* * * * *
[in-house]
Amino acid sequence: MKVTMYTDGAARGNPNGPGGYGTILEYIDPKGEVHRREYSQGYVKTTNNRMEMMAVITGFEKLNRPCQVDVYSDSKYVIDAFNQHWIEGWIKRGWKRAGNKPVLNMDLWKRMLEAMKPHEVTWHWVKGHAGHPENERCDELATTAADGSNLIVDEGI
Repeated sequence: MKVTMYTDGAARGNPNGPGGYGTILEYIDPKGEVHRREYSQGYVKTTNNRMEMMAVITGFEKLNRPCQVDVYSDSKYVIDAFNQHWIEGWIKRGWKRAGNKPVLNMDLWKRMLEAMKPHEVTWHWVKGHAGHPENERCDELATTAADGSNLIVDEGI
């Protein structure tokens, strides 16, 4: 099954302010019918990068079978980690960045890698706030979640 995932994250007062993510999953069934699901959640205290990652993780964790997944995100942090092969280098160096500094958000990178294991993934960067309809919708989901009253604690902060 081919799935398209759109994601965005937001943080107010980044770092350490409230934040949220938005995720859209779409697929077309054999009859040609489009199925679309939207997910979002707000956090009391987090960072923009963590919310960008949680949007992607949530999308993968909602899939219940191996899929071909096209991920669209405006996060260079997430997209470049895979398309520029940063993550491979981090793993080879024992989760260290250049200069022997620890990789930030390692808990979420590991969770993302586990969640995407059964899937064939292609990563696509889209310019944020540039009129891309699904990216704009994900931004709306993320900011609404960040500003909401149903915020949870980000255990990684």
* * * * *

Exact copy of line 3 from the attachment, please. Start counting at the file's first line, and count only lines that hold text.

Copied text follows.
Repeated sequence: MKVTMYTDGAARGNPNGPGGYGTILEYIDPKGEVHRREYSQGYVKTTNNRMEMMAVITGFEKLNRPCQVDVYSDSKYVIDAFNQHWIEGWIKRGWKRAGNKPVLNMDLWKRMLEAMKPHEVTWHWVKGHAGHPENERCDELATTAADGSNLIVDEGI